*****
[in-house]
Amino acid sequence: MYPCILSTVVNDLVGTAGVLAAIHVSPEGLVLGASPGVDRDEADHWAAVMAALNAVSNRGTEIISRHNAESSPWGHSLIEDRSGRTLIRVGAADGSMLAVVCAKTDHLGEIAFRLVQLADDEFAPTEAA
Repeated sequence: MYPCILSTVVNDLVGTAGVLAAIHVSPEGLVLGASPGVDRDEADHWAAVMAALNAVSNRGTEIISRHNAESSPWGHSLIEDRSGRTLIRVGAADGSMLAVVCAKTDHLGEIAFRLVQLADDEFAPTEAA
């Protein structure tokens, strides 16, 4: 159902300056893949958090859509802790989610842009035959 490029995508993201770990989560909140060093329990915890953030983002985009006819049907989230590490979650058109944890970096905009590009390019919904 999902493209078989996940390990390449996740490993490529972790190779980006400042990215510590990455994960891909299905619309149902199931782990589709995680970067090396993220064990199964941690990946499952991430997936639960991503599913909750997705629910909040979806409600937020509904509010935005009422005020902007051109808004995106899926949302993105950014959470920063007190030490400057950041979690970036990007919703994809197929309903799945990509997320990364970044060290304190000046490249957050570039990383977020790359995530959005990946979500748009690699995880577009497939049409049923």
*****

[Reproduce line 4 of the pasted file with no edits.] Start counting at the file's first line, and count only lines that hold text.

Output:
């Protein structure tokens, strides 16, 4: 159902300056893949958090859509802790989610842009035959 490029995508993201770990989560909140060093329990915890953030983002985009006819049907989230590490979650058109944890970096905009590009390019919904 999902493209078989996940390990390449996740490993490529972790190779980006400042990215510590990455994960891909299905619309149902199931782990589709995680970067090396993220064990199964941690990946499952991430997936639960991503599913909750997705629910909040979806409600937020509904509010935005009422005020902007051109808004995106899926949302993105950014959470920063007190030490400057950041979690970036990007919703994809197929309903799945990509997320990364970044060290304190000046490249957050570039990383977020790359995530959005990946979500748009690699995880577009497939049409049923």